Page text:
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The African Human Rights System, Activist Forces and International Institutions
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  • Page extent: 352 pages
  • Size: 228 x 152 mm
  • Weight: 0.69 kg

Library of Congress

  • Dewey number: 323.096
  • Dewey version: 22
  • LC Classification: n/a
  • LC Subject headings:
    • Human rights--Africa

Library of Congress Record


 (ISBN-13: 9780521869065)

This 2007 book draws from and builds upon many of the more traditional approaches to the study of international human rights institutions (IHIs), especially quasi-constructivism. The author reveals some of the ways in which many such domestic deployments of the African system have been brokered or facilitated by local activist forces, such as human rights NGOs, labour unions, women's groups, independent journalists, dissident politicians, and activist judges. In the end, the book exposes and reflects upon the inherent inability of the dominant compliance-focused model to adequately capture the range of other ways - apart from via state compliance - in which the domestic invocation of IHIs like the African system can contribute - albeit to a modest extent - to the pro-human rights alterations that can sometimes occur in the self-understandings, conceptions of interest or senses of appropriateness held within key domestic institutions within states.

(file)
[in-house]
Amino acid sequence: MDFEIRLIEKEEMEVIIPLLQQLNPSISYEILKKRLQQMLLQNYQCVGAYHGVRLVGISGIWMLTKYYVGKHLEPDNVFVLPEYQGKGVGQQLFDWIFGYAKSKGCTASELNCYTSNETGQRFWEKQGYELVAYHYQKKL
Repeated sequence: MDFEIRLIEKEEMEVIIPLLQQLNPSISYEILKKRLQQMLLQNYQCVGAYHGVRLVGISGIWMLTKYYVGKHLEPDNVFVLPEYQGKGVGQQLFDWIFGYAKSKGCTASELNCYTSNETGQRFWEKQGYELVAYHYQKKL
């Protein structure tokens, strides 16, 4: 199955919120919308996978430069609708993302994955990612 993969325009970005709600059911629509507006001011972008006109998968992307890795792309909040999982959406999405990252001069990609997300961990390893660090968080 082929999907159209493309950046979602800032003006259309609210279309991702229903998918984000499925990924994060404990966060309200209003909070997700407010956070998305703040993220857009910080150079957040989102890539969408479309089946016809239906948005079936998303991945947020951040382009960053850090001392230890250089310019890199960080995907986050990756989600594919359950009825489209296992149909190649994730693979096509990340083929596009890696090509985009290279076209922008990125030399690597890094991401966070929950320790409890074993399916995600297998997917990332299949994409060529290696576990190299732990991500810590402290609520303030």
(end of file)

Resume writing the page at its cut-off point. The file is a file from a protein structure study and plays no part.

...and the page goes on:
• An inter-disciplinary book which will appeal to policy makers and researchers across the social sciences • Looks at the effects that international human rights institutions and regional human rights systems have domestically within states • Uses detailed case studies from Nigeria and South Africa


1. The African human rights system, activist forces, and international institutions; 2. Conventional conceptions of international human rights institutions; 3. Conventional conceptions of the African system for the promotion and protection of human and peoples' rights; 4. The modest impact of the African system within Nigeria; 5. The limited impact of the African system in South Africa; 6. The limited deployment of the African system within states; 7. Toward an extended measure of IHI effectiveness; 8. Conclusion.


Review of the hardback: 'Okafor's style and ease of analysis of technically academic issues efficiently bring to light possibilities that would enhance pre-existing approaches to the study of IHIs. … For those interested in the analysis of the African Human Rights System and a fresh voice in the IHI discourse, this book serves as useful background information as well as an excellent example of unconventional thinking.' Verfassung und Recht in Übersee

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